The 7% stake was bought for £3.5bn in 2008, after president Bob Diamond headed to the Middle East in a bid to raise funds to prevent the collapse of the bank. He secured a total £7.3bn cash injection, the remaining £3.8bn coming from Qatar’s sovereign wealth fund.
Both investors were given discounted access to new shares and free warrants that could be converted into additional shares. Since the purchase the shares have risen over 60%.
The complicated holding structures employed by Abu Dhabi led to speculation the Sheik had sold his in 2009, but the fine print disclosure in the bank’s annual report last year listed him as the leading shareholder.
It is not known what has happened to the stake, but the Financial Times reports there was a 7% slump in the share price in the days running up to the disclosure of the sale on 26 June, suggesting at least some of it may have been placed in the market.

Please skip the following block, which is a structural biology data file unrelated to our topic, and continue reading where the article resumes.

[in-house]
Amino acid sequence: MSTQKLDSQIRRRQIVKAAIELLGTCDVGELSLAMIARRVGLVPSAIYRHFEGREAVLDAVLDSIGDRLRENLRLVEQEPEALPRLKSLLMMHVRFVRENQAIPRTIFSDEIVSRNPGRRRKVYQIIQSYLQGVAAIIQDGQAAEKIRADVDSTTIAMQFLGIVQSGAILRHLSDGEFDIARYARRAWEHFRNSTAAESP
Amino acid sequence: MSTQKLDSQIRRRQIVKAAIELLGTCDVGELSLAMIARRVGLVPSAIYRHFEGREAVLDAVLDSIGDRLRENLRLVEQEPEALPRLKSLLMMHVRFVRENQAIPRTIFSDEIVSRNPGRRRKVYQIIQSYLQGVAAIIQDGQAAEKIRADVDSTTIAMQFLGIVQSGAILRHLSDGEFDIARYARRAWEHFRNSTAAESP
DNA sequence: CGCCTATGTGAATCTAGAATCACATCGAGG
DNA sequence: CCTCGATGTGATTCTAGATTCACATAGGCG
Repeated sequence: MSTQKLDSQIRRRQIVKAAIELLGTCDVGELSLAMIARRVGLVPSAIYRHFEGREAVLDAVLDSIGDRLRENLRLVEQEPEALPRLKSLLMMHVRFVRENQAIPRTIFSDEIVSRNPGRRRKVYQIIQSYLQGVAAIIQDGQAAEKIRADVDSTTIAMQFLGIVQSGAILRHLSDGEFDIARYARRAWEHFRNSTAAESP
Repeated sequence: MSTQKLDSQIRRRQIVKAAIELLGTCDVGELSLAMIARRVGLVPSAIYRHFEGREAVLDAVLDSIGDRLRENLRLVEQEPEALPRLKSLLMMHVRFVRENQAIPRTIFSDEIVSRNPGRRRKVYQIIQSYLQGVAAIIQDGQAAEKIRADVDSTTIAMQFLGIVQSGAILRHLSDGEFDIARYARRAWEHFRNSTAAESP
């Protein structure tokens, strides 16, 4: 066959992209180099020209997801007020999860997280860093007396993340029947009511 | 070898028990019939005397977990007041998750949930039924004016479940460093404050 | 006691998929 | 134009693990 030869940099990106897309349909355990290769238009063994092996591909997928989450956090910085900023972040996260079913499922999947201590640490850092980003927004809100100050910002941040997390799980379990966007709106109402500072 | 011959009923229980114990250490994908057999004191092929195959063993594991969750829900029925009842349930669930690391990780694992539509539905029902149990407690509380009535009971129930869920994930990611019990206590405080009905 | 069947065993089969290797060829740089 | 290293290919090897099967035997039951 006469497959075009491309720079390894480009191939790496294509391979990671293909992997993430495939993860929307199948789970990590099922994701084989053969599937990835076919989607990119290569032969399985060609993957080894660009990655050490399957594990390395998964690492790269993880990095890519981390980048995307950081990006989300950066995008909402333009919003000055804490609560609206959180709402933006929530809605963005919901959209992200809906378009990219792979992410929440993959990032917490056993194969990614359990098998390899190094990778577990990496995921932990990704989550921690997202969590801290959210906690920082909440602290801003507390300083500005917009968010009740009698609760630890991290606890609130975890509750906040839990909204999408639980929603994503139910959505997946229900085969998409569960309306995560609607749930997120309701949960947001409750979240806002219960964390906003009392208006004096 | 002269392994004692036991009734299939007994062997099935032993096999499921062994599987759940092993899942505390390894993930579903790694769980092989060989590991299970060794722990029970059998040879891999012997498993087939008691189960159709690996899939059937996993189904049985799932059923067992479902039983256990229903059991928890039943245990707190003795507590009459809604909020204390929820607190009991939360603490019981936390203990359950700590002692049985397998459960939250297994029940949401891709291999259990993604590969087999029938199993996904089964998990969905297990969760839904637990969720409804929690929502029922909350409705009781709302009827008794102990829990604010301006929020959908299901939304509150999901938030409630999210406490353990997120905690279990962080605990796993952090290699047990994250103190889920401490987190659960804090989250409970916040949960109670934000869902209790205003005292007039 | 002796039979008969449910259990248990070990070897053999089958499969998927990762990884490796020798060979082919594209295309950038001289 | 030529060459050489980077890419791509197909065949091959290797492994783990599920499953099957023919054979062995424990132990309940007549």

Earlier in the week the scandal-hit bank became embroiled in yet more controversy as a US energy regulator imposed a $470m fine on the bank for alleged market manipulation between 2006 and 2008. The bank is to fight the fine in court.
The bank has just hired Christina Sinclair, acting director of retail at the FCA, as global head of compliance as part of its efforts to repair its damaged reputation.